Bronchodilator and anti-inflammatory treatment in the ICU
While the subjects were under NIMV or IMV, a short-acting β2 agonist (salbutamol, 100 μg per puff) and ipratropium bromide (100 μg/20 μg per puff) was given every 2–4 hours (four to ten puffs) via a metered dose inhaler chamber (Aerovent, Altech®, Altera Firm, Izmir, Turkey). A nebular form of salbutamol (2.5 mg/2.5 mL per nebule) was given every 15 minutes to 4 hours, or ipratropium bromide/salbutamol (0.5 mg/3.01 mg/2.5 mL per nebule) was given every 2–4 hours for subjects breathing without mechanical ventilation support. Long-acting β2 agonists were not used in COPD subjects with ARF in the ICU. Intravenous methylprednisolone (40–60 mg) was given one–two times daily as an anti-inflammatory for those subjects unable to take oral medications, or those (eligible) subjects with impaired gastrointestinal absorption. The steroid dose was tapered gradually and discontinued over 7 to 10 days. Methylxanthines (theophylline and aminophylline) were not given. All subjects received oxygen for COPD, as well as medication to treat the underlying cause of ICU admission or ARF and comorbidities.1,25,26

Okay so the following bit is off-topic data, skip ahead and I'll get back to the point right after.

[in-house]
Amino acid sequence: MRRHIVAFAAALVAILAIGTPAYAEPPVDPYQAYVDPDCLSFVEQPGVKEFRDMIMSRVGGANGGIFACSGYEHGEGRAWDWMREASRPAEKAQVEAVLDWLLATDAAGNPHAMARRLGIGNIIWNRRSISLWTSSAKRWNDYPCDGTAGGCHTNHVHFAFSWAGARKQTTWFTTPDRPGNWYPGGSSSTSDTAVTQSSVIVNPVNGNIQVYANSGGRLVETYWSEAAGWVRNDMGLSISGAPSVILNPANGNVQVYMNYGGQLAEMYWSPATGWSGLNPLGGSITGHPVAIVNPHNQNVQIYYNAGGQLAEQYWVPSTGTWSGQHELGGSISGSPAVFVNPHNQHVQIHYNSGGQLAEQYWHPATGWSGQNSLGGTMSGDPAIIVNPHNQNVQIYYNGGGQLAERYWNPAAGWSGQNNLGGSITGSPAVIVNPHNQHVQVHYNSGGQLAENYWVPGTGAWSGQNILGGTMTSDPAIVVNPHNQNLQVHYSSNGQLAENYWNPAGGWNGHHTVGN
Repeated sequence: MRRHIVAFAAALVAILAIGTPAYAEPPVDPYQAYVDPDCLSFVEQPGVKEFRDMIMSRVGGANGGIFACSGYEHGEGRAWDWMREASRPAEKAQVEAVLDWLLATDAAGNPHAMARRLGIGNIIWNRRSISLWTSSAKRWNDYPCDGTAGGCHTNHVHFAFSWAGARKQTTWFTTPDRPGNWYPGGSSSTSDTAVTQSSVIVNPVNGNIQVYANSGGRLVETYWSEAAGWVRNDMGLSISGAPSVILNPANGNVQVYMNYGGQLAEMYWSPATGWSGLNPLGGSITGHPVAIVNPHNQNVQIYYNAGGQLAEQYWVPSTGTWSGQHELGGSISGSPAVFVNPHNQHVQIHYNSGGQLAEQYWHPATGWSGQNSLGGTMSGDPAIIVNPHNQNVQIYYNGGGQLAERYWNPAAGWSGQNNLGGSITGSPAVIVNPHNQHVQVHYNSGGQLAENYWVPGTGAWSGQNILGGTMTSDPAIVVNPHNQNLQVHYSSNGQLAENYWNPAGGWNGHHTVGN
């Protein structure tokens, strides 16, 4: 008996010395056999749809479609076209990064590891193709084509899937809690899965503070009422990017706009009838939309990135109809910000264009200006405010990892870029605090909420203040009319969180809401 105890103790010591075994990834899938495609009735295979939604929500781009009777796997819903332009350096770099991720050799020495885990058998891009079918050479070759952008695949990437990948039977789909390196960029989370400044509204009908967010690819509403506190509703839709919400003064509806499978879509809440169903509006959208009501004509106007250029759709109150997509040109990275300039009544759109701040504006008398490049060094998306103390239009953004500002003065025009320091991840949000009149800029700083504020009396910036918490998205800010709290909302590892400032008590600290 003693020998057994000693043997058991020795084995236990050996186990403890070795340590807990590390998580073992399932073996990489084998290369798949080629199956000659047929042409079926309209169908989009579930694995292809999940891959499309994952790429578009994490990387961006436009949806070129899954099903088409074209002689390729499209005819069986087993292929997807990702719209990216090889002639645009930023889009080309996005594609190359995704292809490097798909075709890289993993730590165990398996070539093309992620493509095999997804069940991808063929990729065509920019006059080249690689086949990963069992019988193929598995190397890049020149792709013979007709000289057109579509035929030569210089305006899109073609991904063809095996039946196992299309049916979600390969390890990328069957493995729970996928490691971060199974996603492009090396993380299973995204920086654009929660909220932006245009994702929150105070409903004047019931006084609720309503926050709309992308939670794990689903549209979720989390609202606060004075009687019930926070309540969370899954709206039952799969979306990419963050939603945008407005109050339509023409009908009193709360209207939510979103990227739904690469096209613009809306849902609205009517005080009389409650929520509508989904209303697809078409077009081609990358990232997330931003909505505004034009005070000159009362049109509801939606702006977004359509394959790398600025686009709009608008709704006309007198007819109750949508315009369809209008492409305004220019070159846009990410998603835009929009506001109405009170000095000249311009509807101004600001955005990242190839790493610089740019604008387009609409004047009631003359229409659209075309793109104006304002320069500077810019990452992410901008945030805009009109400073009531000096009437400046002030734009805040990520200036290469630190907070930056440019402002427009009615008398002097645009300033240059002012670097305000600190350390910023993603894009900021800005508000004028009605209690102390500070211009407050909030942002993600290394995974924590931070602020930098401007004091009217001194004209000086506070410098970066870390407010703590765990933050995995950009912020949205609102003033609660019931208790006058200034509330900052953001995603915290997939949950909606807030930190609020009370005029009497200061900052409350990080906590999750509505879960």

A descriptive analysis was used to investigate subject demographics and ICU data. Groups were compared using the Mann–Whitney U-tests for nonparametric continuous variables or the Student’s t-tests for parametric continuous variables. The chi-square test was employed for dichotomous variables. The median with interquartile range (IQR) was employed for nonparametric continuous variables, and mean ± standard deviation was used for parametric continuous variables. Count and percentage were used when applicable. Logistic regression analysis was performed to define mortality risk factors in the study population. Age, sex, body mass index, IMV, NIMV applications, peripheral eosinophilia, long-term oxygen or NIMV use, APACHE II score on admission to the ICU, septic shock, resistant pathogen, a CRP greater than 50 mg/dl, and an NLR ≥16 were included in the model. A P-value <0.05 was accepted as statistically significant.